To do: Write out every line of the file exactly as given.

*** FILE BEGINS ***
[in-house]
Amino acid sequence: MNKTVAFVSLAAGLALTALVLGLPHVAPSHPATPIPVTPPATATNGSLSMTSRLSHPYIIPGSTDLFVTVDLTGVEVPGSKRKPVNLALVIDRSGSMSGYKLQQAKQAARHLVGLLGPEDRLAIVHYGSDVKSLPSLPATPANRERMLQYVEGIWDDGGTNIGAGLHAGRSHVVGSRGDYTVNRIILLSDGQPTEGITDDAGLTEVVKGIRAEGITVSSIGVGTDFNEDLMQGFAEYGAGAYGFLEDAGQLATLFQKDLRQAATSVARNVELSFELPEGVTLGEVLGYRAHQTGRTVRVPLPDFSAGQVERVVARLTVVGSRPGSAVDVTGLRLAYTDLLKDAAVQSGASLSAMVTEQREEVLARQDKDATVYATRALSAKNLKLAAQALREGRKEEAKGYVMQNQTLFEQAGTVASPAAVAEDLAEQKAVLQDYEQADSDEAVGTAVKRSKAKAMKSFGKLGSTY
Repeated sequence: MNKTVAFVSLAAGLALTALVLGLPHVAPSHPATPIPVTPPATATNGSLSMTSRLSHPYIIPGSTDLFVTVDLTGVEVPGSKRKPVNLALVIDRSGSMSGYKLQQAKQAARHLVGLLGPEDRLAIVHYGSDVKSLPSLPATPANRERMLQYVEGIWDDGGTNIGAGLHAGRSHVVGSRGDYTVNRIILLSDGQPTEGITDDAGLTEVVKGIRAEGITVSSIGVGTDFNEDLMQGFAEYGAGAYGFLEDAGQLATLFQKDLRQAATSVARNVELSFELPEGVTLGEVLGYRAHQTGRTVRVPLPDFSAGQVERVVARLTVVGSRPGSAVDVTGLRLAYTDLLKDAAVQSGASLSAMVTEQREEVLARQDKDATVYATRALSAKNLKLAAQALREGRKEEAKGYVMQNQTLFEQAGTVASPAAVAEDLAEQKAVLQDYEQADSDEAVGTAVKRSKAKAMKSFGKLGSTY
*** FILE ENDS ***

[in-house]
Amino acid sequence: MNKTVAFVSLAAGLALTALVLGLPHVAPSHPATPIPVTPPATATNGSLSMTSRLSHPYIIPGSTDLFVTVDLTGVEVPGSKRKPVNLALVIDRSGSMSGYKLQQAKQAARHLVGLLGPEDRLAIVHYGSDVKSLPSLPATPANRERMLQYVEGIWDDGGTNIGAGLHAGRSHVVGSRGDYTVNRIILLSDGQPTEGITDDAGLTEVVKGIRAEGITVSSIGVGTDFNEDLMQGFAEYGAGAYGFLEDAGQLATLFQKDLRQAATSVARNVELSFELPEGVTLGEVLGYRAHQTGRTVRVPLPDFSAGQVERVVARLTVVGSRPGSAVDVTGLRLAYTDLLKDAAVQSGASLSAMVTEQREEVLARQDKDATVYATRALSAKNLKLAAQALREGRKEEAKGYVMQNQTLFEQAGTVASPAAVAEDLAEQKAVLQDYEQADSDEAVGTAVKRSKAKAMKSFGKLGSTY
Repeated sequence: MNKTVAFVSLAAGLALTALVLGLPHVAPSHPATPIPVTPPATATNGSLSMTSRLSHPYIIPGSTDLFVTVDLTGVEVPGSKRKPVNLALVIDRSGSMSGYKLQQAKQAARHLVGLLGPEDRLAIVHYGSDVKSLPSLPATPANRERMLQYVEGIWDDGGTNIGAGLHAGRSHVVGSRGDYTVNRIILLSDGQPTEGITDDAGLTEVVKGIRAEGITVSSIGVGTDFNEDLMQGFAEYGAGAYGFLEDAGQLATLFQKDLRQAATSVARNVELSFELPEGVTLGEVLGYRAHQTGRTVRVPLPDFSAGQVERVVARLTVVGSRPGSAVDVTGLRLAYTDLLKDAAVQSGASLSAMVTEQREEVLARQDKDATVYATRALSAKNLKLAAQALREGRKEEAKGYVMQNQTLFEQAGTVASPAAVAEDLAEQKAVLQDYEQADSDEAVGTAVKRSKAKAMKSFGKLGSTY